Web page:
The Court’s five conservatives are staunch supporters of forced arbitration, a practice that enables businesses to shift lawsuits against them out of real courts and into a privatized arbitration system where the corporate party is often able to select an arbitrator with a record of siding with corporate interests. Indeed, one notorious arbitration company behaved as such a rubber stamp for corporate parties that it ordered a woman to pay more than $11,000 that she did not owe because she had the same name as another woman who did owe money. (This company is now out of the consumer arbitration business, largely due to a settlement with Minnesota’s attorney general.)
Federal arbitration law explicitly exempts “workers engaged in foreign or interstate commerce.” Yet, in Circuit City v. Adams, five conservative justices joined an opinion holding that forced arbitration contracts could be imposed on workers engaged in foreign or interstate commerce. The upshot of this opinion is that your employer can force you to sign away your right to sue them in a real court — under penalty of termination if you don’t comply.
4. Dividing and Conquering
Two years ago, the Court shut down a class action lawsuit brought by more than 1 million women against the giant retailer Walmart. Walmart, however, was only the second most important class action case that Supreme Court term. Two months earlier, the five conservative justices held in AT&T v. Concepcion that your employer can force you to sign away your right to bring a class action against them just as easily as they can force you into privatized arbitration. Indeed, the Court based this decision on the same Federal Arbitration Act that forms the basis of their forced arbitration decisions, despite the fact that that act has nothing to say about class actions.
Class actions, which allow multiple parties with common claims to join together under the same lawsuit, are often the only cost effective way to hold a company accountable. Lawyers are expensive, and plaintiffs’ attorneys are often paid a percentage of their client’s winnings rather than an hourly fee. For this reason, it is often impossible to hire a competent plaintiffs’ attorney unless your claim is valuable enough that a lawyer can earn a living representing you. Class actions make it possible for multiple workers whose individual claims may only amount to a few thousand dollars — a lifeline for the workers but rarely enough to entice a good lawyer — to join together in order to hire counsel and share the costs of litigation among themselves. Cases like Concepcion, render many workers with relatively small claims against their employer powerless to fight back.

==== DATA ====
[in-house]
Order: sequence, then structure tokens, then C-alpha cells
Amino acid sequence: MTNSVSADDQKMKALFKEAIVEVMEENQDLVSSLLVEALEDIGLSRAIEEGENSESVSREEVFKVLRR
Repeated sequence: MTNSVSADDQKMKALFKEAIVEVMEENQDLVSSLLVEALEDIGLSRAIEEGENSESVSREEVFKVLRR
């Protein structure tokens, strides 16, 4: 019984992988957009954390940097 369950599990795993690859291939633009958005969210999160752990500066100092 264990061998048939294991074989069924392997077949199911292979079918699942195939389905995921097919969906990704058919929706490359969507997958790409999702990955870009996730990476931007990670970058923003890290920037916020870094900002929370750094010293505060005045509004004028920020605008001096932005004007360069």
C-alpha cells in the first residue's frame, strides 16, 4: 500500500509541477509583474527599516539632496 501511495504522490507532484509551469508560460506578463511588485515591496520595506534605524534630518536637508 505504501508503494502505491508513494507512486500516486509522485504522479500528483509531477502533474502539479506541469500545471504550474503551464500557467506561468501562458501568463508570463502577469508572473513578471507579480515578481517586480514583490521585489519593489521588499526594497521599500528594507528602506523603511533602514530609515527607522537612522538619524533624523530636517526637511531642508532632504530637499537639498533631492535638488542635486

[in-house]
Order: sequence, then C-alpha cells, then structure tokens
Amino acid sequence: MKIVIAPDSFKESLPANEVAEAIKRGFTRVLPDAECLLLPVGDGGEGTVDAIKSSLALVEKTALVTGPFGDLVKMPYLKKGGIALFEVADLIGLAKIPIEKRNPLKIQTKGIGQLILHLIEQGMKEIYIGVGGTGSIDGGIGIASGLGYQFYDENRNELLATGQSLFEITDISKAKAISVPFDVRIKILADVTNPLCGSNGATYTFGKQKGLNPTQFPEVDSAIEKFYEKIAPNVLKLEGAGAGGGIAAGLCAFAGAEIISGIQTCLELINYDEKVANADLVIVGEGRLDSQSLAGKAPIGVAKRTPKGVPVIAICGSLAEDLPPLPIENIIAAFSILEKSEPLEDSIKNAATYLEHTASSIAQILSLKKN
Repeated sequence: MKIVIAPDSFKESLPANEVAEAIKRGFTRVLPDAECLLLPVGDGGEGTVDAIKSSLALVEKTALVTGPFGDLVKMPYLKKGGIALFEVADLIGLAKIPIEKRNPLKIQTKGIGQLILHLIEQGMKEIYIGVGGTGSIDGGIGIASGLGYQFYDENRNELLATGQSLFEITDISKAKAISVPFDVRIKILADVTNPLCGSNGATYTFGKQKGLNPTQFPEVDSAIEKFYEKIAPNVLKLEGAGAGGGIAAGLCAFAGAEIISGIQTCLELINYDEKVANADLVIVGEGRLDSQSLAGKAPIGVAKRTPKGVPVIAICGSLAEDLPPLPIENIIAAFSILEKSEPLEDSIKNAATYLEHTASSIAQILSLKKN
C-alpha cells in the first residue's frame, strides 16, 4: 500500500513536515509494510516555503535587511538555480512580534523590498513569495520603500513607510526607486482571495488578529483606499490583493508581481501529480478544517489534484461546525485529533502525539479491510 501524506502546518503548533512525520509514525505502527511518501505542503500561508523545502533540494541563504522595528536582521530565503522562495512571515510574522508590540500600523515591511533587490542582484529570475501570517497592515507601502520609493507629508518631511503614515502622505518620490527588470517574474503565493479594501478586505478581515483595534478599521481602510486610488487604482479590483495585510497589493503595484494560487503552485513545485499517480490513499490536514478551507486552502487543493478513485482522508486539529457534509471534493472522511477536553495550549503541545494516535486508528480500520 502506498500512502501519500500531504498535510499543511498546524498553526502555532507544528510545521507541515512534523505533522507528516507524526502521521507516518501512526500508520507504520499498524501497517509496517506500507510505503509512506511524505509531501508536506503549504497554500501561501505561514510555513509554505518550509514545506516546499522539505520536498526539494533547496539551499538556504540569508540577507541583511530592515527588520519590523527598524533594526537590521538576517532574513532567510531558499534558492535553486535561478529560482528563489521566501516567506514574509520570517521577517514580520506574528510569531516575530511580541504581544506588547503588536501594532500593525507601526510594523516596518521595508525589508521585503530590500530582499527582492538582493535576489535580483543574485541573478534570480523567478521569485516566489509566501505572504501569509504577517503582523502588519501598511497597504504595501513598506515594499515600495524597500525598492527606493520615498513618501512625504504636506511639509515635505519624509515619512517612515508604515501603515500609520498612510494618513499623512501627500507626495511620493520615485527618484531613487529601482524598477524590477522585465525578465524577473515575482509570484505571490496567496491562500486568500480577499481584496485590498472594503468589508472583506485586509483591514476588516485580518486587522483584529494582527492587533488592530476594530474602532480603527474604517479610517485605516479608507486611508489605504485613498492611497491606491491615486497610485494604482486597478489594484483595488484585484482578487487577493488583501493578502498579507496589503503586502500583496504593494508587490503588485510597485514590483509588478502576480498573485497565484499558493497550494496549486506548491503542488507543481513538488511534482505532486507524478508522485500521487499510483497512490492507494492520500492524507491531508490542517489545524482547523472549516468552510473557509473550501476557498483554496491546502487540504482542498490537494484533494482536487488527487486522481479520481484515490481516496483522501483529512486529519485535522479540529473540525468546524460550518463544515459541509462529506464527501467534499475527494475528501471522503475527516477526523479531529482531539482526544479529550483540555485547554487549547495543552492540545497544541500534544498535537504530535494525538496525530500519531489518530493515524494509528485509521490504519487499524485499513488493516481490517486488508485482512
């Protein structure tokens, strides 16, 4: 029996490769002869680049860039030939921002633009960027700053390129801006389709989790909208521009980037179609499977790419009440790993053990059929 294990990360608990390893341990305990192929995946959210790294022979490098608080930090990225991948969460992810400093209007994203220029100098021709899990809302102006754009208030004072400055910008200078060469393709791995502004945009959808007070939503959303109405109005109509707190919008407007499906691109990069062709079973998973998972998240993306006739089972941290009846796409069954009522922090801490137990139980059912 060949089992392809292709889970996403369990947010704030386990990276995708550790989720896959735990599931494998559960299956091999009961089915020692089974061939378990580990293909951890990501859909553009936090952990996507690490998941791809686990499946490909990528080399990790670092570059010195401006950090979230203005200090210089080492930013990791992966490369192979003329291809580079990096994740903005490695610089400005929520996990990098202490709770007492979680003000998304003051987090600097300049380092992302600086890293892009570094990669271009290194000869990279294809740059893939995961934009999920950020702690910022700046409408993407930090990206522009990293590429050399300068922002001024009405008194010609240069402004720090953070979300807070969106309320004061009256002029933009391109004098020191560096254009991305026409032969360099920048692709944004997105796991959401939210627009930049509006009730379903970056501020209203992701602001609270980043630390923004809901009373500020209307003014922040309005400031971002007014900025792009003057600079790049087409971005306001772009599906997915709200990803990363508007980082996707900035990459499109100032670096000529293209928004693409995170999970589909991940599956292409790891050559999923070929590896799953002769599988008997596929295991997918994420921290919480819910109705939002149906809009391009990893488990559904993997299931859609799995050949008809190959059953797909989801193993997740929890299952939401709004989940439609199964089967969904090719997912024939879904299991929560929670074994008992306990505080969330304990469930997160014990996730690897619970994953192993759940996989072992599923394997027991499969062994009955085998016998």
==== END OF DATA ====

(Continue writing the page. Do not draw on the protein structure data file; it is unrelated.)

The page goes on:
5. Unequal Pay for Equal Work
Finally, the Court’s five conservatives famously tossed out Lilly Ledbetter’s claim that she, as a woman, is entitled to earn just as much as her male colleagues earned for doing the same job. Ledbetter became a political celebrity after this decision, and her name is now attached to the law President Obama signed overruling the Supreme Court’s rejection of her case.
Ledbetter’s story, however, demonstrates just how difficult it is to fix a Supreme attack on workers’ rights after the justices have decided. Ledbetter became a national figure. President Obama ran ads touting his support for her. And yet the Lilly Ledbetter Fair Pay Act barely overcame the Senate’s de facto 60 vote threshold after Obama took office backed by enormous super-majorities in both houses of Congress.
Laws overruling anti-worker decisions are all but certain to die in the House today, even if they somehow overcome a Senate filibuster. And few people know the names of Jack Gross or Naiel Nassar or Vincent and Liza Concepcion, even though their cases likely did far more to harm workers than the Supreme Court’s decision in Ledbetter. Absent a dramatic shift in Congress — or a new justice to replace one of the Court’s conservatives — the Court’s anti-worker march will likely continue with impunity.